Hard to say because timing is such an important part of the passing game. But then you remember that when Hoyer took over last season in the third game against Minnesota, he targeted Gordon 19 times and connected on 10 for 146 yards and a touchdown. He hooked up with him four more times for 71 yards in the Cincinnati victory before getting hurt.

    Right now, Gordon's biggest challenge will be getting in game shape. Last season, he was for the brief time Hoyer was his quarterback.

    Among Gordon's greatest attributes is breaking tackles. That helps Hoyer, a good short to intermediate route thrower. I'm guessing Shanahan will not try to force feed the deep ball to Gordon because Hoyer doesn't have that kind of arm.

    Last season, Gordon thrived with Jason Campbell and Brandon Weeden, both of whom have strong arms. The Browns lost 10 of their last 11 games despite Gordon's accomplishments.

    I know that doesn't answer your question. My guess is it will take at least a couple of games before Gordon is ready to be the player he was last season.

    1. Ergo: Even after Gordon returns, we have no deep threat?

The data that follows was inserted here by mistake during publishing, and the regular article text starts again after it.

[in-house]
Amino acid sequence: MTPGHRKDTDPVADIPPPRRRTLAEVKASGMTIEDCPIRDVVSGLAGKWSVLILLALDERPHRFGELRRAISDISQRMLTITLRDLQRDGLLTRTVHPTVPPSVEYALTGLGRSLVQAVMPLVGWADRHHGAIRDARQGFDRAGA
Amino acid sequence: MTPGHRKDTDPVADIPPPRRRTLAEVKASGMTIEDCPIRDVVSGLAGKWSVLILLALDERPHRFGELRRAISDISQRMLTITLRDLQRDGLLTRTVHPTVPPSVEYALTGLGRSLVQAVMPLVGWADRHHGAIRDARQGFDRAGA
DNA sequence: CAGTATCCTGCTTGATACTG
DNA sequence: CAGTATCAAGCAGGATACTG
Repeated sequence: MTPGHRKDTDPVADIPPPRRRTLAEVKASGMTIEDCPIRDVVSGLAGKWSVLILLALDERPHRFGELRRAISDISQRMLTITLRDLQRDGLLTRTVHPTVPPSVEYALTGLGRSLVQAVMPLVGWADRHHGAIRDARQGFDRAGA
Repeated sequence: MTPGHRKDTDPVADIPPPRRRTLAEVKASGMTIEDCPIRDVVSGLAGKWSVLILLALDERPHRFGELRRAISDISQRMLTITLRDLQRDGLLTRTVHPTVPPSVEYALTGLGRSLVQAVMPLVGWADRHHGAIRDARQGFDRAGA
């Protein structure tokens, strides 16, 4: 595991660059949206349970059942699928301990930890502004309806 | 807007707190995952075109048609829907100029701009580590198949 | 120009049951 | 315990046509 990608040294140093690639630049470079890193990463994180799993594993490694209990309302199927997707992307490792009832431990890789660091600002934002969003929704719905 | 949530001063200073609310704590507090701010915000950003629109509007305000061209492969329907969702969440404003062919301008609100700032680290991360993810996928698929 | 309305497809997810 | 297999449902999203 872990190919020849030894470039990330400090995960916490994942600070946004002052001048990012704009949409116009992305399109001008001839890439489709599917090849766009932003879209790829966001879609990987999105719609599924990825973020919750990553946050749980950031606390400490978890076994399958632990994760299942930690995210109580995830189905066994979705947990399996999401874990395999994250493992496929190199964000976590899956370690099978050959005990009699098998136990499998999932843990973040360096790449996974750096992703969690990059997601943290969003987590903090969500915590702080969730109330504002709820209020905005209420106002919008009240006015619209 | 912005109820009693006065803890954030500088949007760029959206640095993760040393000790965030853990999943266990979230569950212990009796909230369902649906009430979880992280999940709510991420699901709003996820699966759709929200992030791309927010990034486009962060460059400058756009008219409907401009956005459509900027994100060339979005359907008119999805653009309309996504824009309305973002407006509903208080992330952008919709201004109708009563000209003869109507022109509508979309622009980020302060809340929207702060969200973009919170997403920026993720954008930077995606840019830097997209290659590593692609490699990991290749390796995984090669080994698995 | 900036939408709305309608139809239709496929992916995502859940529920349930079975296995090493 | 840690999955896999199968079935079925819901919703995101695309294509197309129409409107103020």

6. There is no such thing as a deep threat with Hoyer as your quarterback. Gordon can go deep all he wants, but if the quarterback can't get him the ball on time, what good is it?

    As I said, Gordon's best shot at breaking a big play is catching a short to intermediate pass and making a play after catching it.

    If you check back on Hoyer's longest throws this season, the receiver had to slow down and in some cases adjust his route because the ball was thrown short and arrived late.

    This might not what you want to hear, and I don't know what your eyes tell you, but mine tell me Hoyer does not have the arm to really stretch the field.

    1. Agree, check my original question("Hoyer's lack of arm strength...") That was the basic premise of my question, no matter who lines up at WR we will have no deep threat. As I see it, Gordon's biggest assets are separation and strength. Hoyer is what he is, we can only hope his consistency improves.

  7. One more Gordon attribute: Great hands. He rarely drops a pass. That's when he's in game shape. He's been off for about three months now. I'll be surprised if he comes back and plays as though he hasn't missed a beat. It might take him a game or two to get his rhythm back.